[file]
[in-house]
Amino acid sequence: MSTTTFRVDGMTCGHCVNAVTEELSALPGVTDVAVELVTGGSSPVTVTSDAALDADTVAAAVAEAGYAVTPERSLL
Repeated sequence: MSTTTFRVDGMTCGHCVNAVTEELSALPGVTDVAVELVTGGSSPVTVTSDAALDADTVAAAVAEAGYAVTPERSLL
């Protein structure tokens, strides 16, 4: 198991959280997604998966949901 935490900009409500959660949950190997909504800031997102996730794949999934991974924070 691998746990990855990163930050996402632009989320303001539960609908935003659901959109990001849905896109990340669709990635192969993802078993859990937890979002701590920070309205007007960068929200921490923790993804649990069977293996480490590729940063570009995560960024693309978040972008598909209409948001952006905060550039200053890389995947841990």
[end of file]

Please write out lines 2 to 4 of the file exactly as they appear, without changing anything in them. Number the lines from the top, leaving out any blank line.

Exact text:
Amino acid sequence: MSTTTFRVDGMTCGHCVNAVTEELSALPGVTDVAVELVTGGSSPVTVTSDAALDADTVAAAVAEAGYAVTPERSLL
Repeated sequence: MSTTTFRVDGMTCGHCVNAVTEELSALPGVTDVAVELVTGGSSPVTVTSDAALDADTVAAAVAEAGYAVTPERSLL
């Protein structure tokens, strides 16, 4: 198991959280997604998966949901 935490900009409500959660949950190997909504800031997102996730794949999934991974924070 691998746990990855990163930050996402632009989320303001539960609908935003659901959109990001849905896109990340669709990635192969993802078993859990937890979002701590920070309205007007960068929200921490923790993804649990069977293996480490590729940063570009995560960024693309978040972008598909209409948001952006905060550039200053890389995947841990």